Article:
A person that has been diagnosed with high cholesterol regardless of age can end up having a heightened risk profile for cardiovascular disease. Due to this high cholesterol, the blood vessels start to constrict because of the newly formed plaque. Based on this premise, the AHC guideline panel has taken the time to highlight what’s required during the decision-making process between healthcare professionals and their patients. These guidelines have been updated for the first time since 2013 with a greater assessment of lifetime risks for cardiovascular disease in combination with treatment options for lowering cholesterol levels.  

Medical concerns involving heart disease, strokes, and heart attacks continue to plague Americans across the nation. Studies show over 836,000 people pass away in the U.S. due to this disease, with the number being greater than cancer-related or lung disease-related deaths. Along with these numbers, 360,000 people pass away due to coronary heart disease and 114,000 from heart attacks. It’s also important to note the presence of reoccurring heart attacks in America, which account for 335,000 cases in America per year.  

These AHA guidelines will include a standardized risk calculator to determine a person’s risk profile for a possible cardiovascular event (i.e., stroke, heart attack) within the next decade. This calculator includes pre-determined guidelines from 2013, such as smoking, diabetes, high blood pressure, and unhealthy lipid levels, while also accounting for additional factors such as aspirin therapy and/or statin treatment. This risk calculator will act as a standardized method to determine a person’s risk profile while also accumulating personalized data from previous health exams. 

Healthcare professionals are also asked to highlight the following risk variables to their patients: 

It’s important to note; these AHA guidelines are aimed at helping to diagnose high LDL levels before providing appropriate lowering solutions. The goal is to help lower LDL levels to approximately 70 mg/dL or less for high-risk patients. This recommendation was removed during the 2013 guidelines but has found its way back in the recent update. The emphasis is on taking these new guidelines to pinpoint a specific coronary artery calcium score (via a cardiac CT scan) and assessing statin therapy in those with intermediate CVD risk.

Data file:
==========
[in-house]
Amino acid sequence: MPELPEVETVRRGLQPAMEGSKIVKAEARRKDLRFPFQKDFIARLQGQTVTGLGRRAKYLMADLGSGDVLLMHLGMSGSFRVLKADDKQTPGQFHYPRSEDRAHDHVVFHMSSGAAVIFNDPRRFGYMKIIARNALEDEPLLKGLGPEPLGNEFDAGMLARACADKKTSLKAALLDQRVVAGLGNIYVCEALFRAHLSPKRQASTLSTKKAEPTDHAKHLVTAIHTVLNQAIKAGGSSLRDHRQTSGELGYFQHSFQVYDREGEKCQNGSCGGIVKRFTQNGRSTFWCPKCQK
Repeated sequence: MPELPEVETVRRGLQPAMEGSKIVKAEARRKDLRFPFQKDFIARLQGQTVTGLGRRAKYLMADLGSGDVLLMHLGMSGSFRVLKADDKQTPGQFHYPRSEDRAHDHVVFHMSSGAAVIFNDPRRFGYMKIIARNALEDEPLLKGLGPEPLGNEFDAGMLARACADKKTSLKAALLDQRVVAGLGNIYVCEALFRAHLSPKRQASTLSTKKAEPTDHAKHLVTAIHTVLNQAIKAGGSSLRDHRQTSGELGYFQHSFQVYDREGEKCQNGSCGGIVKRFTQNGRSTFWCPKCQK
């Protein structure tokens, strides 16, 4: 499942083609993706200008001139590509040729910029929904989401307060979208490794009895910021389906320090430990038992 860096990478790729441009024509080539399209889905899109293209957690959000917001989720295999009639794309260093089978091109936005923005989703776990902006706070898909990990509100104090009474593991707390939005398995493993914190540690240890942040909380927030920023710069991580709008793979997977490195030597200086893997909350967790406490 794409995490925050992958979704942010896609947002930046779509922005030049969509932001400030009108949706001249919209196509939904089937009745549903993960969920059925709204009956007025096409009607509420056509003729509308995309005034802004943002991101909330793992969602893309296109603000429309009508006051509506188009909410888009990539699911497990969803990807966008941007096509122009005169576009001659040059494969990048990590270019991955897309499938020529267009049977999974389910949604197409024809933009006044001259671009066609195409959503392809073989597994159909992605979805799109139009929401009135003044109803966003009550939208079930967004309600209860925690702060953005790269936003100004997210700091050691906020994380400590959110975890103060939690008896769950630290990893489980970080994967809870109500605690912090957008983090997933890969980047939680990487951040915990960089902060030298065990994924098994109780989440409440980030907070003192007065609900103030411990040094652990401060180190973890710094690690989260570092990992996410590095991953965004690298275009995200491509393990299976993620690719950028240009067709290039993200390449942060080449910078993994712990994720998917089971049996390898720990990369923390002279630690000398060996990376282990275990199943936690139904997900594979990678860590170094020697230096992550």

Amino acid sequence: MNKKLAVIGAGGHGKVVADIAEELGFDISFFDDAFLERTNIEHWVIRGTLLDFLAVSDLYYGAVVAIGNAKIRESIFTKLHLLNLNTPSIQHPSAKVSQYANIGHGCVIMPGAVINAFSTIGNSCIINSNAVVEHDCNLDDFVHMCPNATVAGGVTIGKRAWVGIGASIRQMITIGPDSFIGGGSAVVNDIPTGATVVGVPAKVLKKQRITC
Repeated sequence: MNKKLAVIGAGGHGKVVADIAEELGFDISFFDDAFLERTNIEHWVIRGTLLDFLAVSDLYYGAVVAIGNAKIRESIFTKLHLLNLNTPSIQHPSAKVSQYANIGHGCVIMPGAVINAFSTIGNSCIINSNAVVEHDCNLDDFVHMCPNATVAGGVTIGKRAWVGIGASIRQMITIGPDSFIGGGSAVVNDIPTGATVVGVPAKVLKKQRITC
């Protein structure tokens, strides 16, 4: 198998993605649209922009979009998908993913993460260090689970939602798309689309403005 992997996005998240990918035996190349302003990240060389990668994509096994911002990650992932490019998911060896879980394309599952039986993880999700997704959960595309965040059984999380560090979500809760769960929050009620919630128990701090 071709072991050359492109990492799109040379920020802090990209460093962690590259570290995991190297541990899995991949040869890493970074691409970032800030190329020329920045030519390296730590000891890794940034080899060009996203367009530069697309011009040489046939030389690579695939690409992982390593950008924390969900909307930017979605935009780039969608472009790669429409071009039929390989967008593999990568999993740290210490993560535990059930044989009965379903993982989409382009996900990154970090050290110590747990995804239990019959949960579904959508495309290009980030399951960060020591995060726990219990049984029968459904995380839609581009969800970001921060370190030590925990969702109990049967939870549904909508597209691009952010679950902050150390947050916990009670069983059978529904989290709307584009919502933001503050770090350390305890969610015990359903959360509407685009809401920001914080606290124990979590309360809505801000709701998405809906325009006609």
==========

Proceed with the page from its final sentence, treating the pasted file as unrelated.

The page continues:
These guidelines are all about shedding light on potential risk factors to patients with a greater likelihood of being diagnosed with cardiovascular disease. When those patients recognize these signs and start implementing preventive measures, it becomes easier to alleviate the possibility of heart disease or heart attack. These lifestyle changes include implementing a healthier diet, not smoking, and/or following a regular exercise regimen. 

Healthcare practitioners can use these guidelines as a risk assessment tool while maintaining communication with their patients. This leads to improved and personalized decision-making due to the guidelines. It’s essential to personalize the treatment plan based on a patient’s medical history, medications, and/or lifestyle.  

Based on new-age research, statins continue to be the best way to help lower LDL levels and can be used in different forms depending on an individual’s medical requirements. Additional non-statin drug therapies involving PCSK9 inhibitors and/or ezetimibe can be used for high-risk patients to lower their LDL levels.